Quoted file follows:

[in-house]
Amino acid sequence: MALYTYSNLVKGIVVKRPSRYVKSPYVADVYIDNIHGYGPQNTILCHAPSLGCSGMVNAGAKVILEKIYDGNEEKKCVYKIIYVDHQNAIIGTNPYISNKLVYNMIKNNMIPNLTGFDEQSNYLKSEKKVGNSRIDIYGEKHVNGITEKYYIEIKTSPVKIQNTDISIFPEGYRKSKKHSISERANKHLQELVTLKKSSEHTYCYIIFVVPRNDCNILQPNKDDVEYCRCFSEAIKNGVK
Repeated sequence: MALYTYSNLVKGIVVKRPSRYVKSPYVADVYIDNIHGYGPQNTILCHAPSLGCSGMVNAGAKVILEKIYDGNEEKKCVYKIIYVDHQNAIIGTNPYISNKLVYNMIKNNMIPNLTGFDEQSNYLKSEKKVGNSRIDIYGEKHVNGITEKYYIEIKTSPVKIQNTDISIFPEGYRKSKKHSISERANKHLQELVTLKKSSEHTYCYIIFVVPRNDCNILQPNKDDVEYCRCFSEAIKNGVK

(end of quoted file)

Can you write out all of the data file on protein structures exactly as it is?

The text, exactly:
[in-house]
Amino acid sequence: MALYTYSNLVKGIVVKRPSRYVKSPYVADVYIDNIHGYGPQNTILCHAPSLGCSGMVNAGAKVILEKIYDGNEEKKCVYKIIYVDHQNAIIGTNPYISNKLVYNMIKNNMIPNLTGFDEQSNYLKSEKKVGNSRIDIYGEKHVNGITEKYYIEIKTSPVKIQNTDISIFPEGYRKSKKHSISERANKHLQELVTLKKSSEHTYCYIIFVVPRNDCNILQPNKDDVEYCRCFSEAIKNGVK
Repeated sequence: MALYTYSNLVKGIVVKRPSRYVKSPYVADVYIDNIHGYGPQNTILCHAPSLGCSGMVNAGAKVILEKIYDGNEEKKCVYKIIYVDHQNAIIGTNPYISNKLVYNMIKNNMIPNLTGFDEQSNYLKSEKKVGNSRIDIYGEKHVNGITEKYYIEIKTSPVKIQNTDISIFPEGYRKSKKHSISERANKHLQELVTLKKSSEHTYCYIIFVVPRNDCNILQPNKDDVEYCRCFSEAIKNGVK